Nineteen-year-old Edacious recently came to New Salem Missionary Baptist Church in Memphis, Tennessee, but not to worship. Instead, she came to surrender.
There was a warrant for her arrest on marijuana charges and she had come to church to turn herself in. Hundreds of others with outstanding warrants also showed up.
Called Fugitive Safe Surrender, the program is coordinated by the U.S. Justice Department and is the brainchild of Pete Elliott, a member of the U.S. Marshals Service.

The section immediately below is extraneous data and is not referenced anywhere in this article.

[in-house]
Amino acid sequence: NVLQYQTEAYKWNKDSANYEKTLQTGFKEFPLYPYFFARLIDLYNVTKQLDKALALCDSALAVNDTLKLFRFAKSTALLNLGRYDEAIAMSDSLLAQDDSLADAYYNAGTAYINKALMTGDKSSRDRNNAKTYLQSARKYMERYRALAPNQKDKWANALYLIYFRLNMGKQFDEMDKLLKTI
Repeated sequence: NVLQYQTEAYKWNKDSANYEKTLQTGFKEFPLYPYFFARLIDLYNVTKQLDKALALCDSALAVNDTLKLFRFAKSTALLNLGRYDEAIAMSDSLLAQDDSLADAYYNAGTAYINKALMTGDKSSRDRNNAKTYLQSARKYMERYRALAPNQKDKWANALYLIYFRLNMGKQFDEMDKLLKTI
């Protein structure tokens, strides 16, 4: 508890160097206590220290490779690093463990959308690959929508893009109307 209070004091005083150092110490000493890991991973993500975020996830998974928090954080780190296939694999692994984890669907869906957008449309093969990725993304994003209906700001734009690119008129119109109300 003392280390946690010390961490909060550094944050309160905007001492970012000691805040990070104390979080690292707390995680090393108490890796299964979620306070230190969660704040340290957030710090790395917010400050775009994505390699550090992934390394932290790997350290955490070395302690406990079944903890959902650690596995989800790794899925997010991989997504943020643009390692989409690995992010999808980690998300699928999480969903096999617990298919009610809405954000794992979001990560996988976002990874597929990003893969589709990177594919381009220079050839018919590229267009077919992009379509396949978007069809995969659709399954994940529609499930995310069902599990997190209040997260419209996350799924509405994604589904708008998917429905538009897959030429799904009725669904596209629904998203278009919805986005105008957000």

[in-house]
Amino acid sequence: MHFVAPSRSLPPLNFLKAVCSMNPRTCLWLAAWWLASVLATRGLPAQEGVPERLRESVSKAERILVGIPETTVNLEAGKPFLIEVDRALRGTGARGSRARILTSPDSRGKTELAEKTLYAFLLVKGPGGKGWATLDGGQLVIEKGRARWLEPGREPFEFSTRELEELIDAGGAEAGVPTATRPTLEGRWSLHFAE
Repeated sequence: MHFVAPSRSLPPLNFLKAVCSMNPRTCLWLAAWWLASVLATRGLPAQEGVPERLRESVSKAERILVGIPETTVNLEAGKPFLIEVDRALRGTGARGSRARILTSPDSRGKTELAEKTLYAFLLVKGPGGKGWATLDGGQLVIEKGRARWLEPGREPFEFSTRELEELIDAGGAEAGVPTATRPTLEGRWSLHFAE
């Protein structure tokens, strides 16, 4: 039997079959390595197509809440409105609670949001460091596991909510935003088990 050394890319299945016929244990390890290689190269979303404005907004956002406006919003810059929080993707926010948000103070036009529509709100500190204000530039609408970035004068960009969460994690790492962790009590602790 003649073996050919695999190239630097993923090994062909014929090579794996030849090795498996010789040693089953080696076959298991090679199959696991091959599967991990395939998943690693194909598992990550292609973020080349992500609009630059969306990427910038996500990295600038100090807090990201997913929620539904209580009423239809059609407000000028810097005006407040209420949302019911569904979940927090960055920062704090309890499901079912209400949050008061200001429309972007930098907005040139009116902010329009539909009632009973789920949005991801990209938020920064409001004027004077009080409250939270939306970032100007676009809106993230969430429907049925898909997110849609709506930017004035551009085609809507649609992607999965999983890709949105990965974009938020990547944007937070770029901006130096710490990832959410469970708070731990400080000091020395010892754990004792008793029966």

"People have asked me why a church, and it's simple," Elliott recently told the PBS program Religion & Ethics NewsWeekly. "Churches give hope."
"I've been in law enforcement going on 25 years now," he said. "I feel the most comfort in my life when I'm at church. I feel the most peace when I'm at church. And I felt that individuals in the community that were wanted were basically no different than me."
A week before the surrenders, Memphis religious leaders and law enforcement officials announced that for four days, ...1